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Volunteer Voices8th March 2022

Jane’s Story

In our series for International Women’s Day, find out how our volunteers #InspireInclusion.

Jane’s Story

I left school in the summer of 1978 not knowing exactly what I wanted to do. I spotted a recruiting advertisement in the local paper, for Clerical Assistants and Clerical Officers at the dockyard.  Having just two ‘O’ levels I was only eligible to apply for the assistant’s post, but undeterred, I promptly applied. Following an interview, I started work at HM Chatham Dockyard in October of ’78.  I was placed above the Light Plate Shop, just the other side of the bridge now known as St Mary’s Island. I worked with two PTO IIIs and a young lad around my age; we learnt the basics of office admin on the job. It was quite isolated there, so the two of us spent our lunchtimes playing cribbage and eating sandwiches. 

After six months I got itchy feet and took the opportunity to transfer to the Central Standards Group, in the building opposite the Mast Pond.  I worked as a lone female with a team of 23 men, from PTO I to III.  They are wonderful memories.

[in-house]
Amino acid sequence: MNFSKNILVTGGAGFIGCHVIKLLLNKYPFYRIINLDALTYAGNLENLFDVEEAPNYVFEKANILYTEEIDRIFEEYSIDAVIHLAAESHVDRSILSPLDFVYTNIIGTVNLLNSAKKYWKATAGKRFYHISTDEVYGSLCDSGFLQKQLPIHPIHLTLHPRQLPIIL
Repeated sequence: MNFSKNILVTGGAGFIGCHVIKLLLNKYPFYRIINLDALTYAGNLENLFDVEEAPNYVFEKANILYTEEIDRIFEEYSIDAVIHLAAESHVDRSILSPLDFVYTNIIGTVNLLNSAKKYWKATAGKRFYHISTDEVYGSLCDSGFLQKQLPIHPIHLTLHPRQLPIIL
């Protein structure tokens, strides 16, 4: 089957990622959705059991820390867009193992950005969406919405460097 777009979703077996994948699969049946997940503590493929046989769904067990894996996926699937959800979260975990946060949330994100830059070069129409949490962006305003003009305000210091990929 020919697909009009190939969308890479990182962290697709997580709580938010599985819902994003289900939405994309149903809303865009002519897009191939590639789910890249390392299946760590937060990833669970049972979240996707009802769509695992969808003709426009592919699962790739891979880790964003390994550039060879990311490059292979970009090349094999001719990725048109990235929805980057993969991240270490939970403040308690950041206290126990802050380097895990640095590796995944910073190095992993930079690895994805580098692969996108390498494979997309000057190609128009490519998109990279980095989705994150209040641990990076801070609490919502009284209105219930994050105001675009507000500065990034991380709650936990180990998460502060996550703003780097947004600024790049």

Time for Change

Unfortunately, as we gathered around a radio, we heard the announcement that the Dockyard would be closing.  Some people cried and others just sat in silence. 

The rumours began to circulate, and I was advised that I should take the first transfer I was offered.  I continued to work within the Civil Service for a further 8 years. 

I have wonderful memories of those dockyard days. Men in green overalls that scurried around like ants; clocking in and out; couriers like hotel doormen; the 4 pm siren alerting everyone to clock off and a mad dash to the gates ensued.

Returning to the Dockyard

When the opportunity arose to return as a volunteer, I jumped at the chance. 

As a part of the Ships Team, I have been allowed to work alongside a wonderful team of volunteers, mostly experienced retired tradesmen and ex-Dockyard employees.

As a volunteer, I am learning manual skills, and it is nice to know that that old feeling of camaraderie and pride is still there.

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